CHARLOTTE, N.C. – Larry Brown arrived in Charlotte to find Adam Morrison tentative and lacking confidence as he recovered from knee surgery.
Soon the veteran coach said he was dealing with an unhappy player, weighed down by high expectations, who wanted out.
As Morrison returned to Charlotte with the Los Angeles Lakers ahead of today’s game against his old team, he and Brown expressed satisfaction in the Feb. 7 trade that brought Vladimir Radmanovic to the Bobcats.
“I was happy Adam got to leave because he was never comfortable here,” Brown explained.
Said Morrison: “The writing was on the wall. There were no hard feelings. Larry has a certain type of guy which fits his mold and I just didn’t fit his mold.”
But so far the move has done nothing to end the doubts of his NBA future.
The Lakers made the deal to dump Radmanovic’s salary, not make Morrison a rotation player. Morrison, who will receive $5.3 million next season in the final year of his rookie contract, has appeared in only five games since the trade, the last a week ago when he was held scoreless in 5 minutes against Oklahoma City.
This wasn’t the way it was supposed to be when managing partner Michael Jordan used the No. 3 pick in the 2006 draft on the Spokane native and Gonzaga star with the shaggy hair, thin mustache and high-scoring resume.
Morrison struggled with his shot and the spotlight as an NBA rookie – acknowledging he let the pressure get to him. He missed all of last season after tearing the anterior cruciate ligament in his left knee in an exhibition game.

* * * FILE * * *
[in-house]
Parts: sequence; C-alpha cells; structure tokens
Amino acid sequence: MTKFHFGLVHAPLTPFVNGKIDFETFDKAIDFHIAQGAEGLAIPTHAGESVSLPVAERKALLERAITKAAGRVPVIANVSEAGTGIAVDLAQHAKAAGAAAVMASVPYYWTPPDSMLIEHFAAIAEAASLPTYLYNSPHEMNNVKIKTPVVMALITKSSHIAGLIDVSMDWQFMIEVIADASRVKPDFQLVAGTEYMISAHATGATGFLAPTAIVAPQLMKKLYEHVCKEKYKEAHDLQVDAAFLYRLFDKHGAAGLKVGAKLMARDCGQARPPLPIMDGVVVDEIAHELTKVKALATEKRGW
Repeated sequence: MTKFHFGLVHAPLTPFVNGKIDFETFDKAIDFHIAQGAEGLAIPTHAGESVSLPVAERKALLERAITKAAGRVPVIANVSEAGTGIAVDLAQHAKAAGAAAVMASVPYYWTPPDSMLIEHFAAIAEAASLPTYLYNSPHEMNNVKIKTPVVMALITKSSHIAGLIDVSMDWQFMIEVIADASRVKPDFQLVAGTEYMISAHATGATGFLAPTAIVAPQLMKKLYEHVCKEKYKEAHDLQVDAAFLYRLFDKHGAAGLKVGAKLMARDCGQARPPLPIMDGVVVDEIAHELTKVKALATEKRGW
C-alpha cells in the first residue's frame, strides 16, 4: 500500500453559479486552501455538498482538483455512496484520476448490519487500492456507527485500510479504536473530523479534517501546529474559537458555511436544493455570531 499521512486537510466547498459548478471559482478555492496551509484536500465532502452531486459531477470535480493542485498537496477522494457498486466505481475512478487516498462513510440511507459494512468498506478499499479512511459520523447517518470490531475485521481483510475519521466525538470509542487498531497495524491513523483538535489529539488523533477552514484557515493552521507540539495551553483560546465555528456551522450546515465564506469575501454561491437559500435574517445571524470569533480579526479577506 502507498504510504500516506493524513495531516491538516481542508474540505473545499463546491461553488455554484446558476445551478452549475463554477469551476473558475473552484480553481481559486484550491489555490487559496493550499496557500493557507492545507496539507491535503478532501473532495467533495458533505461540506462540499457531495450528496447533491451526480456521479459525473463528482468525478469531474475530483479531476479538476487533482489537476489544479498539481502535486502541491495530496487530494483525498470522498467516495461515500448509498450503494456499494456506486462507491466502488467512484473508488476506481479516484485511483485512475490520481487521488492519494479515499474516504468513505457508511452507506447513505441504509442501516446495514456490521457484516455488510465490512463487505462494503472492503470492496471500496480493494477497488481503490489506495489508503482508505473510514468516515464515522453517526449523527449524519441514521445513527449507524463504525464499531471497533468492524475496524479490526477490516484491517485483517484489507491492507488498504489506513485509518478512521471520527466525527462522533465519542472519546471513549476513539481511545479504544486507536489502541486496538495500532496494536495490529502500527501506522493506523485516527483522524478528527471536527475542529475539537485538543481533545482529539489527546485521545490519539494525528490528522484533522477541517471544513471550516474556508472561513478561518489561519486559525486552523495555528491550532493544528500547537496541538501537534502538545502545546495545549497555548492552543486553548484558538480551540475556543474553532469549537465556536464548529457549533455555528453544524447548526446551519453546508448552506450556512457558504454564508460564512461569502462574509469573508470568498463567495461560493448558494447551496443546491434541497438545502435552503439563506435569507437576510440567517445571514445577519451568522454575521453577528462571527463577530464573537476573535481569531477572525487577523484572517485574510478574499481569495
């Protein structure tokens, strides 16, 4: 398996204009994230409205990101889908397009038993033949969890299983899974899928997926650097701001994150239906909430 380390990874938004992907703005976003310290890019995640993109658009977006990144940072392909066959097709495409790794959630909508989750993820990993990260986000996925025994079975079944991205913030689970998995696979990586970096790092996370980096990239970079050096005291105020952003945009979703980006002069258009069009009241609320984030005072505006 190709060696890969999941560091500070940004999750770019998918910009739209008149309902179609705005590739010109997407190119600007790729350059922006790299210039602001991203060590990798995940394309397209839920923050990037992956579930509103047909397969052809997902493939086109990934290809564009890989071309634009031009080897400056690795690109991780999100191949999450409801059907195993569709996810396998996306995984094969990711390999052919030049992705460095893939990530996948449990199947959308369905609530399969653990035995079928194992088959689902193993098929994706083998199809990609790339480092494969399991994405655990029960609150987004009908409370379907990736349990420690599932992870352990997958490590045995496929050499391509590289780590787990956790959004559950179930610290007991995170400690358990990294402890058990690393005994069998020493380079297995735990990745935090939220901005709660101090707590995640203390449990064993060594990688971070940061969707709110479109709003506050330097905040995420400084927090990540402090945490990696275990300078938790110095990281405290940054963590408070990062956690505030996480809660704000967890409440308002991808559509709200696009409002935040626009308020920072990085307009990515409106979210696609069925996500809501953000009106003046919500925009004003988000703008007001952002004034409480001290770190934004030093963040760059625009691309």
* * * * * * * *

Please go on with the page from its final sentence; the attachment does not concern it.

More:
When he returned last fall he had a new coach who stressed defense – his weakness – and he fell out of the rotation even as the Bobcats were losing.
“His agent was calling. His dad was upset,” Brown said. “I had spoken to him a few times. And I can understand it. The one thing, when you’re on a team that’s struggling, all you want to do is play.”
As Morrison averaged only 4.3 points on 36 percent shooting from the field, the whispers grew louder: He was another draft bust in Jordan’s checkered history as an executive.
“He told me everybody had high expectations for him, but hey, you’re the third pick in the draft, that’s just the way it is,” Brown said.
Morrison was fighting other psychological battles, too, struggling to trust his surgically repaired left knee.
“The thing that bothered me was I felt like I couldn’t get it all the way back right away,” Morrison said. “Maybe some of that is on me, for what I did in the off-season. Maybe I didn’t rehab it as much as I should have.
“It feels pretty good now. I’m just happy to be on such a great team. The guys are cool, too.”
After giving teammate Luke Walton directions to the weight room at his former home arena after a lengthy practice Monday, a relaxed Morrison indicated the trade was a good thing.
The Lakers have clinched the top seed in the Western Conference in their quest of an NBA title. Morrison knows he’ll see little time in the postseason, but thinks he’s still better off after losing favor with Brown.
“Who am I to say he’s wrong when he’s a Hall of Fame coach?” Morrison said. “I’m just thankful they gave me another shot.”